But how do software engineers deal with values in practice? Our research shows that there is a general lack of awareness in the creators of software about human values and how they relate to their work [4]. Some avoid dealing with the murky and philosophical area of values and divorce themselves from taking up any responsibility. Others get deterred by the cost and effort required to achieve the desired level of maturity in implementing values and are content with covering enough regulatory requirements just to be compliant. Yet others consider the delivery of software itself takes care of human values - and the attitude is like ‘after all we are solving people’s problems and keeping ourselves from doing any harm ’.

What can be done to address this? Besides providing awareness of the importance of human values in SE and providing practitioners with the right tools and techniques, more accountability is needed. While codes of professional conduct for software practitioners and standards to support the development of ethical AI and ML-like IEEE P7000 suite are useful. Appealing merely to the good conscience of people alone, however, will not achieve the desired results. Regulations like General Data Protection Regulation (GDPR) and others are helpful [5]. Regulations deter technological advancements from deliberately breaching societal values and hold organizations accountable (and even individuals) when software negatively impacts people or the environment.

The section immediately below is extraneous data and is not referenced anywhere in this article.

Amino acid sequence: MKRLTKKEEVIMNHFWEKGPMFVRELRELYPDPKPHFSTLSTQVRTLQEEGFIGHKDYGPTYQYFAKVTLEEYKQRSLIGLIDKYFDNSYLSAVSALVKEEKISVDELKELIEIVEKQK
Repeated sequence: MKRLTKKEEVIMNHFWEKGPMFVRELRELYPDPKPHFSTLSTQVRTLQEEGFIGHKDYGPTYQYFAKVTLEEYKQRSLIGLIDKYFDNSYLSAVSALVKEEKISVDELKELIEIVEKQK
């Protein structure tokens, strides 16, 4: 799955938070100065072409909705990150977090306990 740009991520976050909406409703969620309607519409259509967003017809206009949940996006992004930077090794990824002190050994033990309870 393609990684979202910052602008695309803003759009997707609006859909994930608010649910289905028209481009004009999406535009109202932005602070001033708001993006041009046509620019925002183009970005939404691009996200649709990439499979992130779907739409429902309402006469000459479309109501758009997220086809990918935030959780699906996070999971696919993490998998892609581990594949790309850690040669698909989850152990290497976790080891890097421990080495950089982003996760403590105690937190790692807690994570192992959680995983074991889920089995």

Where to now? Values Debt metaphor is an ice breaker to discuss, understand and thereby avoid the implications of human-values-deficient software. Imagine how does the world start to look like if we could engineer in values from the get-go? Do we move to avoid human rights deficiencies in software? Can we solve failures like Delta Air ticketing system labelled as one with “no built-in ethical values”; can we ‘educate’ and restrain intelligent algorithms in-time from sending pictures of self-harm to children and avoid future suicides? [6] I believe we can if we reduce software Values Debt.


[1] Boehm, B. Value-based software engineering, ACM SIGSOFT Software Engineering Notes, 28(2), 4., 2003
[2] Schwartz, S.H., et al., Refining the theory of basic individual values. Journal of personality and social psychology, 2012. 103(4): p. 663.
[3 ] Smith D. Mark Zuckerberg vows to fight election meddling in marathon Senate grilling. The Guardian. 2018 Apr;11.
[4] Justin Sablich. 2017. ’Price Gouging’ and Hurricane Irma: What Happened and What to Do. https://www.nytimes.com/2017/09/17/travel/price-gouginghurricane-irma-airlines.html.
[5] Voigt, P. and A. Von dem Bussche, The EU General Data Protection Regulation (GDPR). A Practical Guide, 1st Ed., Cham: Springer International Publishing, 2017.
[6] Crawford, A. Instagram 'helped kill my daughter'. BBC News. Retrieved on 24 July 2019 from https://www.bbc.com/news/av/uk-46966009/instagram-helped-kill-my-daughter, 2019